Rolling Stones, Bob Dylan Thrill at Desert Trip Night 1 - Rolling Stone
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Rolling Stones, Bob Dylan Thrill With Iconic Songs at Desert Trip Night 1

Stones cover Beatles, Dylan offers set packed with Sixties classics as historic fest opens in Indio, California

Rolling Stones perform at Desert TripRolling Stones perform at Desert Trip

Andy Keilen for Rolling Stone

Rolling Stones perform Desert Trip

Woodstock couldn’t get the Beatles, the Rolling Stones or Bob Dylan in 1969. That miracle lineup was an impossibility then and for most of the years since, until the producers of Coachella finally made a facsimile of that Sixties triumvirate real with this weekend’s three-day Desert Trip festival in Southern California. On Friday, the Stones and Dylan began to deliver on the the possibilities of the festival’s unprecedented musical summit with smoldering, explosive performances that played to their distinctive, long-established strengths.

The full weekend of artists – also including Paul McCartney and Neil Young on Saturday, and the Who and Roger Waters on Sunday – is a gathering of historic headliners with rich catalogs of hits and groundbreaking work that has influenced several generations of music-makers. All the players at Desert Trip remain among the top live acts, despite time and age that have left many of their contemporaries behind.

“Tonight we’re not going to do any age jokes or anything, OK? Welcome to the Palm Springs retirement home for gentle English musicians,” Jagger joked early on of the fest that has been called “Oldchella” and worse. He was prepared to prove otherwise.

The Stones show began with “Start Me Up,” the now completely predictable but never disappointing opening number. Guitarists Keith Richards and Ron Wood charged out first, slashing some pleasantly jagged riffs. Moving forcefully across the stage in ruby sneakers, Richards has white hair now while cutting the same figure of casual decadence.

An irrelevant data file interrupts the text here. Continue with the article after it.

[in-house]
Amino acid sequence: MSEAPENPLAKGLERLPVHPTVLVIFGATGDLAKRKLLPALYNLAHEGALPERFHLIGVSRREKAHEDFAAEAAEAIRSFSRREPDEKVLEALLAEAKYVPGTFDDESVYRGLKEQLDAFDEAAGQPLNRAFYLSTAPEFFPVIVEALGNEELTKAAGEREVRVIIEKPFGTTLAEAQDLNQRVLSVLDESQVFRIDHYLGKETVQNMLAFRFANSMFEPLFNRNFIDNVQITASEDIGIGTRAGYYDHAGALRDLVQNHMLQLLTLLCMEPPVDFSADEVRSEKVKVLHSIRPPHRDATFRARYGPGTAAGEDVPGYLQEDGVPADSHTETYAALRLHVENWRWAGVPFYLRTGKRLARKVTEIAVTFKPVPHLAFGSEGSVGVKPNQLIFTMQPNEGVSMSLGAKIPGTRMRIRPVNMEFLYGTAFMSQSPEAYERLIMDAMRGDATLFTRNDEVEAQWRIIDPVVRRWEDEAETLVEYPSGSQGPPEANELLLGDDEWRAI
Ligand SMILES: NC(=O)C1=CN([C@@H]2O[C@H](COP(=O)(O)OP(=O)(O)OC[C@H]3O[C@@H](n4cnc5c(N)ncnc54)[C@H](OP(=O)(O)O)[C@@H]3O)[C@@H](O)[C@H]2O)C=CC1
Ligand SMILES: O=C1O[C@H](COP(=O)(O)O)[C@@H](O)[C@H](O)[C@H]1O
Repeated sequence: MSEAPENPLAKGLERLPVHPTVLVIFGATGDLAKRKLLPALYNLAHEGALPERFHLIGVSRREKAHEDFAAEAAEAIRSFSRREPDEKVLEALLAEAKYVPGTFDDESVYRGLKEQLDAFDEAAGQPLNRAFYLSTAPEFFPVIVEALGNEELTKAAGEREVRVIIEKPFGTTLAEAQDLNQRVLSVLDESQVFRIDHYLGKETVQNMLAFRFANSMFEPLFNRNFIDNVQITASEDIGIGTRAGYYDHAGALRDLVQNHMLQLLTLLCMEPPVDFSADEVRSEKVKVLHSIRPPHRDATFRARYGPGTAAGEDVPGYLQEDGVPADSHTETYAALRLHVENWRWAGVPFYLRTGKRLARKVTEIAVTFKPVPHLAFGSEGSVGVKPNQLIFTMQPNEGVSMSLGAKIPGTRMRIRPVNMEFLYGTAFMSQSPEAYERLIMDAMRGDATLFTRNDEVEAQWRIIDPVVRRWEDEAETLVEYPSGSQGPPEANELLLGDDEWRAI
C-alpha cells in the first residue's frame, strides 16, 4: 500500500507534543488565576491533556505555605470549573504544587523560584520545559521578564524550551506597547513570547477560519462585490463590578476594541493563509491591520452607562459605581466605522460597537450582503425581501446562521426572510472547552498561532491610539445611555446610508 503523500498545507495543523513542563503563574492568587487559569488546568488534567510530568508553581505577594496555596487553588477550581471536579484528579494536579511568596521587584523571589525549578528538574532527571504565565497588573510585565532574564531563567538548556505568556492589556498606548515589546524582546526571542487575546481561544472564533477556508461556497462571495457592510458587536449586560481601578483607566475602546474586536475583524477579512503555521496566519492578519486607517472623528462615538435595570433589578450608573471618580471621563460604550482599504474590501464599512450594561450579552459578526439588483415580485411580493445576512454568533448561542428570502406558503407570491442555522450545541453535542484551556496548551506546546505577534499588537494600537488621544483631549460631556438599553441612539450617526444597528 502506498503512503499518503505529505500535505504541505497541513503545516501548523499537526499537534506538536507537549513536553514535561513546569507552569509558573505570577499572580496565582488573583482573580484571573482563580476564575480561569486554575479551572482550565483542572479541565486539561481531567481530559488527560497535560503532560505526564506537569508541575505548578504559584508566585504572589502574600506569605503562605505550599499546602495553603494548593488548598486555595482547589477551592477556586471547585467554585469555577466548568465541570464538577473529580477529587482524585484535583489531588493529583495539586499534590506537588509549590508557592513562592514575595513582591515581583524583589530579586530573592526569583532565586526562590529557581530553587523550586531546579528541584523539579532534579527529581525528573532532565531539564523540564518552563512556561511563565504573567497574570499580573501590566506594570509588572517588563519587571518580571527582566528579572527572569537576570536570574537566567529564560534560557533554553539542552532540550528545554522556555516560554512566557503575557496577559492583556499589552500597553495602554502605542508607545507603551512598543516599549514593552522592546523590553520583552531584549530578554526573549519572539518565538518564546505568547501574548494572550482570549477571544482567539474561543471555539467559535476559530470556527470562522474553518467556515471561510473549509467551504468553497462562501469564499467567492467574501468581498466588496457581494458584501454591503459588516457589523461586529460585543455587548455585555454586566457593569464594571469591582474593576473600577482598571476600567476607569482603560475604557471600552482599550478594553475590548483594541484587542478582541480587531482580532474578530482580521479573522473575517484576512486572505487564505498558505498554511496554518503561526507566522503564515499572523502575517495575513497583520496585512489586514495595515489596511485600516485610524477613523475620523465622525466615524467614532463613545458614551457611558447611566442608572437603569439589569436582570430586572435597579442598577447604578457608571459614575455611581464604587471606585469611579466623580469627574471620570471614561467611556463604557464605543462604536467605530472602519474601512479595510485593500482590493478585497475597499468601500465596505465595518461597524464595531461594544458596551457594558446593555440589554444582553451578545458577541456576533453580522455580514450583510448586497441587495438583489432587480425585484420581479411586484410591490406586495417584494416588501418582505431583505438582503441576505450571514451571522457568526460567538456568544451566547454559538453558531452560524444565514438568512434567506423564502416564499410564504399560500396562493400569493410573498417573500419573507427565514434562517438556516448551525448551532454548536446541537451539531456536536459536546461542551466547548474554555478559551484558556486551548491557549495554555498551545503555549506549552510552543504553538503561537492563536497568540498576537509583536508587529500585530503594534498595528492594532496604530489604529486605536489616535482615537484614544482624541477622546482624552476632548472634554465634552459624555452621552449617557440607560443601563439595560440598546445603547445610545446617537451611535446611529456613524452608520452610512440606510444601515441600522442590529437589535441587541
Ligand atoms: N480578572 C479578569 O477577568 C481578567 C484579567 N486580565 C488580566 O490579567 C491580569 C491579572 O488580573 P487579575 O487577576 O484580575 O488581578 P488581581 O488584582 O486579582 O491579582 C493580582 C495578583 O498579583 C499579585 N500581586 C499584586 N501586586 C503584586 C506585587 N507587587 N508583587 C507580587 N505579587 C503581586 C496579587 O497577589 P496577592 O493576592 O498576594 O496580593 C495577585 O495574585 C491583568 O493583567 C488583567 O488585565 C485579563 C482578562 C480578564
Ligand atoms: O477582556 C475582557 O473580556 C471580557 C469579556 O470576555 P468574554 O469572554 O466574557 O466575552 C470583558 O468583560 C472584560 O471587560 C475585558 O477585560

They followed with “You Got Me Rocking,” far from the band’s most memorable rock tune, but effective in piling on the supercharged sounds: Keith blazing, Mick blowing harp, biting on the lyrics, frantically moving across the stage. Jagger’s youthful presence was not cosmetic. He moved like an athlete to the far reaches of the catwalks, his voice possibly more powerful than ever as he led a set focused on classics and a handful of rarities.

Jagger spoke of the band’s upcoming album of blues covers, which emerged unexpectedly while recording a collection of new songs, and the band dove into Jimmy Reed’s “Ride ‘Em on Down,” which the young Rollin’ Stones used to play in the early Sixties. The blues were their initial inspiration back in London, and it still turns up in surprising places, such as their grinding cover of the Beatles’ “Come Together” on Friday.

A half-hour into the set, Jagger introduced the full band, then handed the mic to Richards, who tossed aside a cigarette to perform two songs, beginning with the regretful saloon ballad “Slipping Away.” Guitars collided on “Little T&A,” an early-Eighties rocker that teetered on the edge through jagged guitars, unscheduled feedback and the most ragged of vocals. Perfect.

From the same era was “Miss You,” with Jagger back at the mic, strumming an electric guitar as Charlie Watts pounded a driving four-on-the-floor disco beat. Jagger raised the guitar into the air and danced toward crowd: “If you know how to party, say, ‘Oh, yeah!'” Bassist Darryl Jones put his signature on the original Bill Wyman lick, and the band gave him room to stretch out.

The Stones set was short on special effects (other than some fireworks near the very end) and none were needed. Stripped down, the Stones are still a rock & roll band to be feared.